Remediation of the former manufactured gas plant is going to cost the City of Newton more than $670,000, but assuming nothing odd is found and the Iowa Department of Natural Resources sees nothing wrong with the water quality tests in the next two to three years, the long overdue project will finally be completed.
Council member Craig Trotter asked, “So we’re done with this then?”
Newton Mayor Mike Hansen responded, “Well, hopefully.”
Brian Laube, director of community services for the City of Newton, thinks so. Plus, the followup inspections will cost a fraction of what it would take to remediate the manufactured gas plant site, which had been operated by the city from 1911 to 1948 near West Third Street North and Sixth Avenue West.
The city received three bids. Arrowhead Contracting, of Indianola, provided the winning low bid of $679,880. The Bondurant-based contractor, J. Petticord, submitted a $710,360 bid, while the Des Moines-based Earth Services gave a $1,667,505 bid, which was nearly $1 million more than Arrowhead Contracting.
Engineers originally estimated the project would cost $520,000. Council member Steve Mullan asked the city to explain the increase in price compared to the winning bid. Laube said a typical public improvement project, like a street paving or bike trail, is easy to figure out the quantities and the amount of expenses.
“We know what they’re going to be — so many square yards of paving, so many acres of seeding, so many feet of pipe,” Laube said, noting the plant had not operated for 73 years and that engineers used soil borings, samplings, old records and drawings for estimates. “They’re using their best judgement.”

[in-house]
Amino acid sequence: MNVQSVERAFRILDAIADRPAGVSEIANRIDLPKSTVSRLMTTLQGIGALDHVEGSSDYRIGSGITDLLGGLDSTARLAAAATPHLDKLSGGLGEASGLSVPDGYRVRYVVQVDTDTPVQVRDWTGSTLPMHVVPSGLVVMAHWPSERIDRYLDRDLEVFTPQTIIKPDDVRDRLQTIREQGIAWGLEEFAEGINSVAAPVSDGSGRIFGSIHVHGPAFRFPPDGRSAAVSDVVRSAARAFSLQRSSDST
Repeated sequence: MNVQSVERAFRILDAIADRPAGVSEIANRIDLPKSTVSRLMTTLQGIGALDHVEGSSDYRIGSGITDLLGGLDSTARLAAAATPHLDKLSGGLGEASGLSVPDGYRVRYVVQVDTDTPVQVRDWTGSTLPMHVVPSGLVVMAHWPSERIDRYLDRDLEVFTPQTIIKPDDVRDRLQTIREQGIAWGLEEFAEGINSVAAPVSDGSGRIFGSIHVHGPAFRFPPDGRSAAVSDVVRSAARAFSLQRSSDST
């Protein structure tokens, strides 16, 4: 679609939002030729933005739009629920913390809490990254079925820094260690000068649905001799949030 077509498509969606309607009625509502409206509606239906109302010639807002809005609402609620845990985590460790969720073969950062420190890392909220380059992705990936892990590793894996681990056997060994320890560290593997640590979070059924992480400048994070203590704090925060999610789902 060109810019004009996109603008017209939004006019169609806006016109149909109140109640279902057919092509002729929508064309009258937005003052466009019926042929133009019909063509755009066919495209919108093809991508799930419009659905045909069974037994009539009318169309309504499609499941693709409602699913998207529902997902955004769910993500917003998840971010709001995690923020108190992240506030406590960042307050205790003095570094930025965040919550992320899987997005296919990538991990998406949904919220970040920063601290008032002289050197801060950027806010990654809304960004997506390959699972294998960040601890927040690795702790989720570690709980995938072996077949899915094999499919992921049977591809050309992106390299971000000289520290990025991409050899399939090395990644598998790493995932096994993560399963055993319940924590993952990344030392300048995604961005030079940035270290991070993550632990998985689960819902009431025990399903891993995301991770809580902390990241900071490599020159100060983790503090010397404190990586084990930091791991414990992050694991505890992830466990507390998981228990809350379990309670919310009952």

But because of the uncertainty with that city went ahead and asked for unit prices for any overruns. The city didn’t want to get in a situation where contractors were remediating and found excess product to handle, Laube said. The city also didn’t want the project to drag into a standstill due to change order negotiating price.
Why the remediation? When the plant was operating it used gasometer, which is a large underground vault measuring about 30,000 cubic feet. A byproduct of the manufactured gas process was a coal tar material, city documents state. Records show a small percentage of this material was disposed on site.
Portions of the gas plant were removed in the 1950s. The relief holder and gasometer remain underground on the site to this day.
Ever since 1991, on-site tests and reports had been sent to the IDNR, which suggested the need for two main remediation projects. Terracon submitted a proposal to the IDNR in 2019 to remediate both structures under on contract, which the city said would save it several hundred thousand dollars in costs.
The proposal was approved by the IDNR.
Both structures resemble brick silos, Laube said, that are 20 to 30 feet below the ground and measure about 25 feet wide. In the 1950s they were filled with demolition debris and capped with dirt and brick. Laube said the city will know more when contractors “pop the tops” off them.
The Newton City Council unanimously voted in favor of awarding contract to Arrowhead Contracting.
Contact Christopher Braunschweig at 641-792-3121 ext. 6560 or firstname.lastname@example.org